Holiday spending can provide trickle-down stimulus
On the Money
From the December 18, 2009 print edition
December is filled with magical holiday events – office parties, family gatherings, concerts, annual correspondence with friends, decorating and festive reminiscences of years gone by.
But for those of us focused on money, the most important event is shopping.
Buying presents, flying cross-country to visit relatives, having special dinners and parties: Consumers spend more money in the three months before the new year than at any other time of the year. In fact, retailers often make about half of their annual profit during this time, according to the National Retail Federation.
Deloitte LLP recently published its 2009 Annual Holiday Survey, which gauges consumers’ expectations about the year-end holidays, the economic climate, and related spending and purchase patterns. A total of $810 billion is expected to be spent this year on holiday-related items. The full report may be found at Deloitte.com
The average consumer will spend $1,145 on items associated with the holidays. About $452 of that will go to gifts, $102 to decorations and holiday home furnishings, $243 for socializing away from home, $201 for entertaining at home and $147 for clothing.
The U.S. Bureau of Labor Statistics reports average consumer income to be $63,500. Holiday spending is about 2 percent of the average consumer’s annual expenditures.
The National Retail Federation also publishes an annual report on holiday retail sales. The report is online at nrf.com.
At the risk of feeding festive domestic discussions regarding comparative spending habits, or for possible personal comparison, the NRF is expecting the following expenditure levels in these categories: gifts for family, $387; for friends, $67; for co-workers, $19; other gifts, $35; decorations, $41; greeting cards, $27; candy and food, $90; and flowers, $17.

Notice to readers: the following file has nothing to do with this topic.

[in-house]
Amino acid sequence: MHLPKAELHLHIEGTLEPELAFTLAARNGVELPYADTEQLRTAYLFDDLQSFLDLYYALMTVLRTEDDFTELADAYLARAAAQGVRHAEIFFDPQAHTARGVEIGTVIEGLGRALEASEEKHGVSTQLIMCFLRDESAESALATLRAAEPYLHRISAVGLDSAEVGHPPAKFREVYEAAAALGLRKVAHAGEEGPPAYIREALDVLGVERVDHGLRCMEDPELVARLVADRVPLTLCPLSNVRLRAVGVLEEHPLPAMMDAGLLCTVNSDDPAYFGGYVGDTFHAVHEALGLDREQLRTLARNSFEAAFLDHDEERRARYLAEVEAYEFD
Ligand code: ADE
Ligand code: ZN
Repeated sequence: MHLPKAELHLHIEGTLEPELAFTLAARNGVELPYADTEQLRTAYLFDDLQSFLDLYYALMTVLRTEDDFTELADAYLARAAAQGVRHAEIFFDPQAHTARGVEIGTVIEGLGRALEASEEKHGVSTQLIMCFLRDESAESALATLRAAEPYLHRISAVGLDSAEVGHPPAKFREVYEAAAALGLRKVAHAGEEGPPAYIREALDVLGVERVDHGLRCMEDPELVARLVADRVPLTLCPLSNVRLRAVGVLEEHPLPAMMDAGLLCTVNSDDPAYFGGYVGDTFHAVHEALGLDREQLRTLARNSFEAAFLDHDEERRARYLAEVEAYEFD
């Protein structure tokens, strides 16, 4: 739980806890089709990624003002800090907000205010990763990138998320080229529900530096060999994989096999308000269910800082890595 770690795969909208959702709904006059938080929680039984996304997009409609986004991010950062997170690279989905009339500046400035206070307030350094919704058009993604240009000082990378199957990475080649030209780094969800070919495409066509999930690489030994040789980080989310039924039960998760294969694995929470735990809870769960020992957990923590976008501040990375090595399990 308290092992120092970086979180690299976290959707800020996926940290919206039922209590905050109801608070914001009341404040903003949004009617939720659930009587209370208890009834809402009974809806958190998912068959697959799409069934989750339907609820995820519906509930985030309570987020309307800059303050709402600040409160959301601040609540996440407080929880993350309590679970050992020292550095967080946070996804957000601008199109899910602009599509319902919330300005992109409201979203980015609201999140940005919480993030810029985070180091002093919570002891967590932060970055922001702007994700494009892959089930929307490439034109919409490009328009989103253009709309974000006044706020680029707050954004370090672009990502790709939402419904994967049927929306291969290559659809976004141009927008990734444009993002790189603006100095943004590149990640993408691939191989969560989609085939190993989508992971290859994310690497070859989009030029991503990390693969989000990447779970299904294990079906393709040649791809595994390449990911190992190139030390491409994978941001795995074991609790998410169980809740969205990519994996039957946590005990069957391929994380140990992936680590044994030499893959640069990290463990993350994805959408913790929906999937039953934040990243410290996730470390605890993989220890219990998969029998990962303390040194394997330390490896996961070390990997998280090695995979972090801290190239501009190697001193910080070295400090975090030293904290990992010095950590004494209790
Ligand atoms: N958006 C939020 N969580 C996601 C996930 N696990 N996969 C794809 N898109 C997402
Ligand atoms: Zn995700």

However, it’s not just the amount of money spent that makes for a robust economy; it’s how fast it moves. Or in this case, it’s not just the one-time expenditure made by a single consumer purchasing a fruitcake that fuels the economy; it’s where those dollars go after that transaction that creates the multiplier effect.
Re-spending, not simply spending is what propels economic stimulation. As the money moves along the commerce chain, part of it will be retained by the recipient, and part of it will be re-spent by the next person or entity, multiplying the money’s original effect.
For example, if there is an 80 percent re-spend rate, of the $27 you pay for a box of greeting cards, the retailer from whom you bought cards will pay $21.60 to the distributor, who will pay $17.28 to the wholesaler, who then sends $13.82 to the printing company, which then pays $11.06 to paper manufacturers, and on and on.
Thus a single purchase of a $27 box of greeting cards is “multiplied” into more than $106 of monetary activity. That’s economic stimulus – with one very important caveat. The re-spend rate must be maintained throughout the chain.
What can alter the re-spend rate in this series of transactions? Financial intermediaries, which are people or institutions between the producer and consumer that don’t directly provide proportional value. They’re brokers, processing agents, consolidators, re-sellers, arbitrage players, credit-card companies, the private label in front of the credit-card companies, retail lenders, wholesale lenders, pipeline financing structures underneath lenders, insurance companies, etc.
If borrowed money is involved, there are intermediaries. Too many intermediaries sabotage the positive effect of the multiplier.
It follows then that any activity, from government stimulus spending to our own $810 billion holiday extravaganza, will be most effective when it avoids intermediaries that don’t contribute to the authentic production of good and services. In other words, give your holiday money to those who will pass it on.
One key to making this year’s holiday spending truly stimulating is to spend without intermediaries. Past wisdom supported some borrowing for holiday spending. After all, it did place money into the financial systems through the multiplier. Today we know this is a fragile assertion.
Too many parasitical intermediaries siphon off the process.
This year, the lasting positive effect of holiday spending may be not so much in how much is purchased, but what is purchased and how.
The less involvement by financial intermediaries, the greater our own personal holiday economic-stimulus package will be.
© C. Stephen Guyer for American City Business Journals Inc. All rights reserved.